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Quantum mechanics is a proper mind-bending prospect. From first, second, and even third glance it seems to make no sense, appears illogical and also feels a lot like science fiction. From my past investigations into the mysterious subatomic world all I got out of it was something about a cat being both dead and alive at the same time and became horribly bogged down with curious terminology like quantum entanglement, quantum superposition and the uncertainty principle. Trying to get my head around even the most basic of these ideas has often lead to weeks incapacitated in bed from crippling headaches and panic attacks but I was determined to get a better understanding one way or another and found a new, less scary looking resource to hopefully help me on my way in the form of the book "Quantum: A Guide for the Perplexed (2003)" by Jim Al-Khalili. I figured if a book devoted entirely to making the complexities of the quantum world understandable to people like me with little understanding couldn't help then I would simply have to admit defeat.
So, a little more on Professor Al-Khalili's credentials if we will to make sure we're not being diddled by a science hawking charlatan on this widely debated topic: so he's an Iraqi-born British theoretical physicist who became a leading expert on mathematical models of exotic atomic nuclei...oookay; he seems to be widely published and has picked up many fellowships and awards including the "Royal Society Michael Faraday Prize for science communication" and the "Institute of Physics' Public Awareness of Physics Award" and was given an OBE in 2008 (well he has the Queen's stamp of approval); and most importantly he is currently the Professor of Theoretical Physics at the University of Surrey (my old university, yay) not to mention he's a bit like Brian Cox trying to make science more accessible to the layperson with many TV documentaries and appearances on TV shows under his belt like Horizon, Bang Goes The Theory, Tomorrow's World to name but a few. I think it's safe to say we can trust him...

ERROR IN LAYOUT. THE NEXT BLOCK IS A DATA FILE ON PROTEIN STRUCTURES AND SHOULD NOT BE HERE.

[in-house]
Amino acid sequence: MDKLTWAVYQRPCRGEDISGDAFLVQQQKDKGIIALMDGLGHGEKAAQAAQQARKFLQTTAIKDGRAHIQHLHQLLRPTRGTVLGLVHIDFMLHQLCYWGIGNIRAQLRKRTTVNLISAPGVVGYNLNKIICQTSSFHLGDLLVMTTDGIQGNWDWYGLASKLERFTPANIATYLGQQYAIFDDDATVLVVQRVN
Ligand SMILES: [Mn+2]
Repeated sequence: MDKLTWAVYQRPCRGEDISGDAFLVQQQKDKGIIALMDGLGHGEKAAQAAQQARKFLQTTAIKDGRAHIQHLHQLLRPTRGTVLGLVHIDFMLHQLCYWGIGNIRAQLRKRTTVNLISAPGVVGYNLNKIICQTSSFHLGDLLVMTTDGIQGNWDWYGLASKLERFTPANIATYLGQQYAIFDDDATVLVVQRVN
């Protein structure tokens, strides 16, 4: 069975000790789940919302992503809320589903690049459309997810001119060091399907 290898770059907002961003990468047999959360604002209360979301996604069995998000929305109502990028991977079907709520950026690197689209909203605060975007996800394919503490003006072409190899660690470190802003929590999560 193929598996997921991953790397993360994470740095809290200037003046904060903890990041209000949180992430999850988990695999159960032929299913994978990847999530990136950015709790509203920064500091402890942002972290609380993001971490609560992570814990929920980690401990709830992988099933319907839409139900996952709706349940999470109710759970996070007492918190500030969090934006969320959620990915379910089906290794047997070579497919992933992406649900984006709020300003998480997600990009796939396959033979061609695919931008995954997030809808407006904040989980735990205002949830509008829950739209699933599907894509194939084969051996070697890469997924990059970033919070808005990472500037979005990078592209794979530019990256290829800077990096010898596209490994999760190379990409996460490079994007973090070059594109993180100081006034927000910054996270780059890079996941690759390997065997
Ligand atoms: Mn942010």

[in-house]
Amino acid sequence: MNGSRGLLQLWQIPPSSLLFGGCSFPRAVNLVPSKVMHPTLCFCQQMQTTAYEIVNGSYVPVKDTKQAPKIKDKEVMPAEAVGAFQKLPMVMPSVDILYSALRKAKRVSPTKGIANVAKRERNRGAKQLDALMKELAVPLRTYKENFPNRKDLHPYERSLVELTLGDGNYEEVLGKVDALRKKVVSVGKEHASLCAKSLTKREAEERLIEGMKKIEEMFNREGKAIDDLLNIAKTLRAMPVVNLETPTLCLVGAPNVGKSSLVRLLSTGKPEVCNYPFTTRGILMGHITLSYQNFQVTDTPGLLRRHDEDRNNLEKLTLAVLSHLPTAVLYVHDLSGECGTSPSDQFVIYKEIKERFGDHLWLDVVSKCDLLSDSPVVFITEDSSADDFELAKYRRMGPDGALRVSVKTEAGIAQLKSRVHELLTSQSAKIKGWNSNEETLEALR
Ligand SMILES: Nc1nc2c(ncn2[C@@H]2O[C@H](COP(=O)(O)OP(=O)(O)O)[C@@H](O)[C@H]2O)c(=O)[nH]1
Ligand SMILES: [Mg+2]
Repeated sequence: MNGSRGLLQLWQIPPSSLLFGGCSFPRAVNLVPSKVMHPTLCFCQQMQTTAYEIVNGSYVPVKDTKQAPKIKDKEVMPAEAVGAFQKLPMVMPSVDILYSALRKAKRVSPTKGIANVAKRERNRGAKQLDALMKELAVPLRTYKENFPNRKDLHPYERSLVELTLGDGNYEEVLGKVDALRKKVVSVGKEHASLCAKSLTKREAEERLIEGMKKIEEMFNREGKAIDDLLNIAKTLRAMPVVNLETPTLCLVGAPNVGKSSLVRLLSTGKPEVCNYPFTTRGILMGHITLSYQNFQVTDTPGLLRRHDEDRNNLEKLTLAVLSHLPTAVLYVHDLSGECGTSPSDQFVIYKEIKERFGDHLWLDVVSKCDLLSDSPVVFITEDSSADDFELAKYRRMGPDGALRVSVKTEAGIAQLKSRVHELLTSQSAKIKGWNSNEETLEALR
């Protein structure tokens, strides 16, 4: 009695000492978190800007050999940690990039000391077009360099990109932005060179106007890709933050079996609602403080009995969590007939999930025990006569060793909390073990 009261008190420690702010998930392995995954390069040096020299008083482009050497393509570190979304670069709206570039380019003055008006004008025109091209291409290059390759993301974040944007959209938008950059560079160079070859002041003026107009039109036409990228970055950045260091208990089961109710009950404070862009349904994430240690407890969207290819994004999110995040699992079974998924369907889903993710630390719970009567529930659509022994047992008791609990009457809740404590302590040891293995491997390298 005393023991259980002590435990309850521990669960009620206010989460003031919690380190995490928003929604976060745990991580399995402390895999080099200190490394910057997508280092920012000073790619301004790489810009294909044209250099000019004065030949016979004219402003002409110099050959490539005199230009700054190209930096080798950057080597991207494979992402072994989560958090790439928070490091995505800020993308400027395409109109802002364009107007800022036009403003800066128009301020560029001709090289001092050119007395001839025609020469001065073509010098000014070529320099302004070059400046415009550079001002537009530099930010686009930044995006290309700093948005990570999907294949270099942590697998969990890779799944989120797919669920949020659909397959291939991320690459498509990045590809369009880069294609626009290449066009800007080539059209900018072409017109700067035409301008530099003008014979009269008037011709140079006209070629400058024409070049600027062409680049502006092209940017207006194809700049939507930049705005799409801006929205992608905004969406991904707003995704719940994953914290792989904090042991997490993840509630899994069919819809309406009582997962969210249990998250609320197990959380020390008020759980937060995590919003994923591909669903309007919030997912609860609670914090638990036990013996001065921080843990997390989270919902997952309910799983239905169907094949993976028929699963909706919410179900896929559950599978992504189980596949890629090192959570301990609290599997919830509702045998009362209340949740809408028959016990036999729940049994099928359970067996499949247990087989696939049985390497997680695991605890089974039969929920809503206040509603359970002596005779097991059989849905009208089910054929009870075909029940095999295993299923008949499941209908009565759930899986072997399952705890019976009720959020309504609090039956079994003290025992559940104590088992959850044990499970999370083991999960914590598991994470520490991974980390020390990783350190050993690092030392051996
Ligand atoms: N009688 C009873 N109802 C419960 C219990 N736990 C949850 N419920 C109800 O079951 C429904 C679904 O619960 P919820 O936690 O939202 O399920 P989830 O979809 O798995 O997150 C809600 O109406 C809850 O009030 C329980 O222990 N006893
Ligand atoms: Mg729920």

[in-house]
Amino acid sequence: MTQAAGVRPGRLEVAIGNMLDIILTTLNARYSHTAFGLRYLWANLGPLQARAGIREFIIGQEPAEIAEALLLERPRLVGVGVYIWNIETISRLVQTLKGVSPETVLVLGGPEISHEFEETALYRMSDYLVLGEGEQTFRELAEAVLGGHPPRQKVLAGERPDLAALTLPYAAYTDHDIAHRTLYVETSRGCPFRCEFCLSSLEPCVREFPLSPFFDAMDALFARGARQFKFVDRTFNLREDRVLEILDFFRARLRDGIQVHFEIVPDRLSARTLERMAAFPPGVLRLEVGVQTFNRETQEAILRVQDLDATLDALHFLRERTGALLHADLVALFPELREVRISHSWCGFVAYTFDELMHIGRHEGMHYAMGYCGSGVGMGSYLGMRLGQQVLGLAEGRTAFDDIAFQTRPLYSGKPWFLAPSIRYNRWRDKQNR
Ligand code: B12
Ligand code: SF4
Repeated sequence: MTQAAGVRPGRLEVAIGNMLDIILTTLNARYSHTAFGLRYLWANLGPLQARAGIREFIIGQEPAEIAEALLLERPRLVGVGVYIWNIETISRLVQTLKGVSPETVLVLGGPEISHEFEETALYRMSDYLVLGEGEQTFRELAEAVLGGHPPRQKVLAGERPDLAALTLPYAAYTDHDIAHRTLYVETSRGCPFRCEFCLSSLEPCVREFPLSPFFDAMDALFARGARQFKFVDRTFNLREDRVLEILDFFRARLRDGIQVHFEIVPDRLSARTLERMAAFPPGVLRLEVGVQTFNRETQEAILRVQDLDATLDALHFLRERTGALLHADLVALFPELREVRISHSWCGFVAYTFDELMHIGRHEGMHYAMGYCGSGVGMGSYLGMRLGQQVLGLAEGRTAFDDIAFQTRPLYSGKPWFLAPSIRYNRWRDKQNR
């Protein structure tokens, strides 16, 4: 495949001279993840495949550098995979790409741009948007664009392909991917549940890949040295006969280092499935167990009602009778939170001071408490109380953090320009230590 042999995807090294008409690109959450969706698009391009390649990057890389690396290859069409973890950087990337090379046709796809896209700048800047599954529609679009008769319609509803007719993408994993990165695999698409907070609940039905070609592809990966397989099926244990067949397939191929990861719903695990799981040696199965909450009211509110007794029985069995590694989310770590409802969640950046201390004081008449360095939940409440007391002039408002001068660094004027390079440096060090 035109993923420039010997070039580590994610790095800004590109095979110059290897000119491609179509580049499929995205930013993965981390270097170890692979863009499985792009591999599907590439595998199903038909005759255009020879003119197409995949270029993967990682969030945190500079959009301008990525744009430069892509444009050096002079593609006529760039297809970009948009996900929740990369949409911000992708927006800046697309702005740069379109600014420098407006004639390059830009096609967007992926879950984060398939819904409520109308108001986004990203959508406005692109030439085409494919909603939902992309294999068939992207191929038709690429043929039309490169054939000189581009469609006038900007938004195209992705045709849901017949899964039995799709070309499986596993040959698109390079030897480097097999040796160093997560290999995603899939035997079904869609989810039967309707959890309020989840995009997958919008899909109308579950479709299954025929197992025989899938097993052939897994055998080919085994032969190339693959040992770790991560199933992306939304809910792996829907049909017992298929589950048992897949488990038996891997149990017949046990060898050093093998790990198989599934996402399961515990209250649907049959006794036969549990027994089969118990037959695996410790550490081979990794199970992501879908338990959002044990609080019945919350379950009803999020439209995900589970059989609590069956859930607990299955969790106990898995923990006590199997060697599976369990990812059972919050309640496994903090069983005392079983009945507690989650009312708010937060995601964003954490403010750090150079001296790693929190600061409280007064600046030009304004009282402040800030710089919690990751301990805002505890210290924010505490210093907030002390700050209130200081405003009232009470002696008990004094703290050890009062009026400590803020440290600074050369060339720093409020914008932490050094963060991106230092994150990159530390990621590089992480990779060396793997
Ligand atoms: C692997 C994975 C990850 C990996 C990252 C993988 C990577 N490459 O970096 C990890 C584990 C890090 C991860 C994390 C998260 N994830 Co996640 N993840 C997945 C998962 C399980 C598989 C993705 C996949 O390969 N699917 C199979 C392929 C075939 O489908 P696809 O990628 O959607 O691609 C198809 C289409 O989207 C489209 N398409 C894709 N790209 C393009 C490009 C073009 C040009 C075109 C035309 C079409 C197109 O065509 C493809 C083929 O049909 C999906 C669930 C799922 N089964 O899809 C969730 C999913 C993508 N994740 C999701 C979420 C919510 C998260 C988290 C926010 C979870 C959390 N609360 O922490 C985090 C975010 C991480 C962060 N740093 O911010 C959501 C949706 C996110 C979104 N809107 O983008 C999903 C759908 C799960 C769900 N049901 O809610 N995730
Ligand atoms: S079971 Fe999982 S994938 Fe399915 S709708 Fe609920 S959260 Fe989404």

So on to the book which I have to say is written with a very nice, conversational and personal style with a few drops of humour and the odd flair for drama here and there to keep what could be a very dry and heavily technical subject quite engaging throughout. There are plenty of diagrams, quotes, real world examples and even a poem thrown in (apparently quantum mechanics is beautiful). Professor Al-Khalili sets his mission statement for the book out very clearly in his introduction where he captivates straight away by hamming up the mystery of the quantum domain due to its counterintuitive nature despite the fact it has an undeniable mathematical accuracy allowing for precise predictions in all kinds of situations and finally lays out clearly that, despite having his own clear views on the subject, he wishes to maintain a neutrality that will allow all different perspectives to be challenged to hopefully allow for a better overall understanding. The first chapter starts with the very well-known double slit experiment and is the perfect way to ease us in to quantum mechanics whilst revealing what is so devilishly enigmatic about it.